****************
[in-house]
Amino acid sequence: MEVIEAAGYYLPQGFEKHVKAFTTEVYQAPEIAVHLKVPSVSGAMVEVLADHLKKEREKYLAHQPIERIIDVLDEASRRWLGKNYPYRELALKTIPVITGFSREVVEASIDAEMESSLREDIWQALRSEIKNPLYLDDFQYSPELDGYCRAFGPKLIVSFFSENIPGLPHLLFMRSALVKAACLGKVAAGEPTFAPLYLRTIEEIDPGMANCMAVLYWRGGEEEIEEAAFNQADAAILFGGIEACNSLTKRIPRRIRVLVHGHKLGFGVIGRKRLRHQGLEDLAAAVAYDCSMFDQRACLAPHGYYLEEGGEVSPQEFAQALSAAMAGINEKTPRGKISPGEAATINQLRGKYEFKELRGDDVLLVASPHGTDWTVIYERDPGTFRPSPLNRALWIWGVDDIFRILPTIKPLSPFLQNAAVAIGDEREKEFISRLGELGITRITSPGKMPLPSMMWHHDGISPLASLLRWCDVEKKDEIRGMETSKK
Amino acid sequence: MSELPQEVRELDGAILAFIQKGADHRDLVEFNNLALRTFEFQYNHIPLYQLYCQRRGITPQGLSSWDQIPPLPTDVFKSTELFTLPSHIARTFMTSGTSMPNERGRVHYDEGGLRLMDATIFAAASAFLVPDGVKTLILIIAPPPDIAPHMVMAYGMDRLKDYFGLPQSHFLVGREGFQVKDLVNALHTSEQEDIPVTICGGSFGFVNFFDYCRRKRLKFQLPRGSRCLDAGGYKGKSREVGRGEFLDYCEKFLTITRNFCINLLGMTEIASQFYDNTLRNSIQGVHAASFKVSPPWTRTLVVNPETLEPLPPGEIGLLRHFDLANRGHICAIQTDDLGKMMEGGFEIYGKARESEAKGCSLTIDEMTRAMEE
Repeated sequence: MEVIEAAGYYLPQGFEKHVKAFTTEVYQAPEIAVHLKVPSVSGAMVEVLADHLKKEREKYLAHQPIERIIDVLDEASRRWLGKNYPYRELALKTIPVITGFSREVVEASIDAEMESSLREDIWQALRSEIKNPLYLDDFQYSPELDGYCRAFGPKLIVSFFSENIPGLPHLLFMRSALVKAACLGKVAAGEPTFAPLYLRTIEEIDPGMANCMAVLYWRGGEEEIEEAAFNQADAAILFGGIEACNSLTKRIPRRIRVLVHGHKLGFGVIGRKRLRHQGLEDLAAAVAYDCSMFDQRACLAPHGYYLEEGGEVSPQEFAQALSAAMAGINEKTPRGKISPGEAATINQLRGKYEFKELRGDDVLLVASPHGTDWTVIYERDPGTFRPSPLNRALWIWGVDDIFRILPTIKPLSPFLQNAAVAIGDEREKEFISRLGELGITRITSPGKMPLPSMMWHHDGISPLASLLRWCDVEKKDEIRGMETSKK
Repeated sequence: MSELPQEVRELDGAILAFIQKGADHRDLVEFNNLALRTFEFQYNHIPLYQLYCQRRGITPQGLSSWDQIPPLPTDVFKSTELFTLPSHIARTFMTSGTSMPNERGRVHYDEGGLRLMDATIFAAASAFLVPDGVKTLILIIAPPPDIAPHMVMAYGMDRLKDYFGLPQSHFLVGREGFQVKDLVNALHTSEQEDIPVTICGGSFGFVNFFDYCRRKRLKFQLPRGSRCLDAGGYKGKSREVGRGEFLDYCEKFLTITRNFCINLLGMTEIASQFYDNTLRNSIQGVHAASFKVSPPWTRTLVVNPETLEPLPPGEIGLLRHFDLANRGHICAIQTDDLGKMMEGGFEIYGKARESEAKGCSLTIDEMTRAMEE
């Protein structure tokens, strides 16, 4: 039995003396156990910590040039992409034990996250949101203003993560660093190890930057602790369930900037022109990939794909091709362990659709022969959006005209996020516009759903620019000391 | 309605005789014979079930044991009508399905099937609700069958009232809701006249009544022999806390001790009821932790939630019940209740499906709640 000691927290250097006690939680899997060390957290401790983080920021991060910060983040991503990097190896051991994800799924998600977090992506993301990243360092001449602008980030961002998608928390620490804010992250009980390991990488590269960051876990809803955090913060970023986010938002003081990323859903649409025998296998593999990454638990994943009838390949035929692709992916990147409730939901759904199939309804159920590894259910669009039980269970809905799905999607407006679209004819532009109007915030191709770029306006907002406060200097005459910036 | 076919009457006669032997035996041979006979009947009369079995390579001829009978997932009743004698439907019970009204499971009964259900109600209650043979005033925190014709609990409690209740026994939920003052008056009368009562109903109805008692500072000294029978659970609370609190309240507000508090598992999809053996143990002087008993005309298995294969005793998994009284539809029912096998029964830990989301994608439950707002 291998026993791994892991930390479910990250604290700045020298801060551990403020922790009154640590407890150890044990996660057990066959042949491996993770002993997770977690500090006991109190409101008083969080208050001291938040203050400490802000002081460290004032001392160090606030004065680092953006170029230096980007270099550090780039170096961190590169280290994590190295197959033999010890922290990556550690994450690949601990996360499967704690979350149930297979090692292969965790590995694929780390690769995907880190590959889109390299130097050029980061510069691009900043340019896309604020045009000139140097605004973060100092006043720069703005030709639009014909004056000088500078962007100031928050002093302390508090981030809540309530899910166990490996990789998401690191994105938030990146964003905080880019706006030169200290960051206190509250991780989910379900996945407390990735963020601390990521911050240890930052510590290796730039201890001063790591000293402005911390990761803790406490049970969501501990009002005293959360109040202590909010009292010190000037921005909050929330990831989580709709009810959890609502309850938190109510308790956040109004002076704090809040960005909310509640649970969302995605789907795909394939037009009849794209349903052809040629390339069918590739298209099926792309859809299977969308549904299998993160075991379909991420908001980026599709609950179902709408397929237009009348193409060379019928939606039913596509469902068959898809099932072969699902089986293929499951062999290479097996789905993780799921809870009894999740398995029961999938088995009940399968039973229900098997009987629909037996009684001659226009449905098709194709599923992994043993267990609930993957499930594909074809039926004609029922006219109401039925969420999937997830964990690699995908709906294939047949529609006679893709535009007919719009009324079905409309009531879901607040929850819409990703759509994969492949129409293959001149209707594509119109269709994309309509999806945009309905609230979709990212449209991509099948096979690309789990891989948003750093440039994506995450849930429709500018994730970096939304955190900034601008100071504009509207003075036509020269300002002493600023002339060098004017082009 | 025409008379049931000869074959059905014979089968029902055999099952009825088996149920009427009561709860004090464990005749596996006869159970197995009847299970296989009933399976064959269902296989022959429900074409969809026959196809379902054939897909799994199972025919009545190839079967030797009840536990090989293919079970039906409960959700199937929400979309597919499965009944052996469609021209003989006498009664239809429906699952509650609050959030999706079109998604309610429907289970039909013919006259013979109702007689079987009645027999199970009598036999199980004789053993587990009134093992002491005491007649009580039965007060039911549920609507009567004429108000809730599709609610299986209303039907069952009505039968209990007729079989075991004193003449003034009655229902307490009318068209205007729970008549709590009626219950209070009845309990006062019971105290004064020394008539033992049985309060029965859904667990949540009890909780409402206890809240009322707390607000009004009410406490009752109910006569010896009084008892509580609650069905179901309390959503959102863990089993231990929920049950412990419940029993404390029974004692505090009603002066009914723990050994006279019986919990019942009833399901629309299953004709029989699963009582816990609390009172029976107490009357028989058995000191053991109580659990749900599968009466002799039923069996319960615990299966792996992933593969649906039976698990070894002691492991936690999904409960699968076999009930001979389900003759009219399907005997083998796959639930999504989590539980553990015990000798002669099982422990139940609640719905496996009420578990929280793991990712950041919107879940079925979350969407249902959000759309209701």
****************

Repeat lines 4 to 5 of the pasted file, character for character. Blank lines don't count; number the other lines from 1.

Repeated sequence: MEVIEAAGYYLPQGFEKHVKAFTTEVYQAPEIAVHLKVPSVSGAMVEVLADHLKKEREKYLAHQPIERIIDVLDEASRRWLGKNYPYRELALKTIPVITGFSREVVEASIDAEMESSLREDIWQALRSEIKNPLYLDDFQYSPELDGYCRAFGPKLIVSFFSENIPGLPHLLFMRSALVKAACLGKVAAGEPTFAPLYLRTIEEIDPGMANCMAVLYWRGGEEEIEEAAFNQADAAILFGGIEACNSLTKRIPRRIRVLVHGHKLGFGVIGRKRLRHQGLEDLAAAVAYDCSMFDQRACLAPHGYYLEEGGEVSPQEFAQALSAAMAGINEKTPRGKISPGEAATINQLRGKYEFKELRGDDVLLVASPHGTDWTVIYERDPGTFRPSPLNRALWIWGVDDIFRILPTIKPLSPFLQNAAVAIGDEREKEFISRLGELGITRITSPGKMPLPSMMWHHDGISPLASLLRWCDVEKKDEIRGMETSKK
Repeated sequence: MSELPQEVRELDGAILAFIQKGADHRDLVEFNNLALRTFEFQYNHIPLYQLYCQRRGITPQGLSSWDQIPPLPTDVFKSTELFTLPSHIARTFMTSGTSMPNERGRVHYDEGGLRLMDATIFAAASAFLVPDGVKTLILIIAPPPDIAPHMVMAYGMDRLKDYFGLPQSHFLVGREGFQVKDLVNALHTSEQEDIPVTICGGSFGFVNFFDYCRRKRLKFQLPRGSRCLDAGGYKGKSREVGRGEFLDYCEKFLTITRNFCINLLGMTEIASQFYDNTLRNSIQGVHAASFKVSPPWTRTLVVNPETLEPLPPGEIGLLRHFDLANRGHICAIQTDDLGKMMEGGFEIYGKARESEAKGCSLTIDEMTRAMEE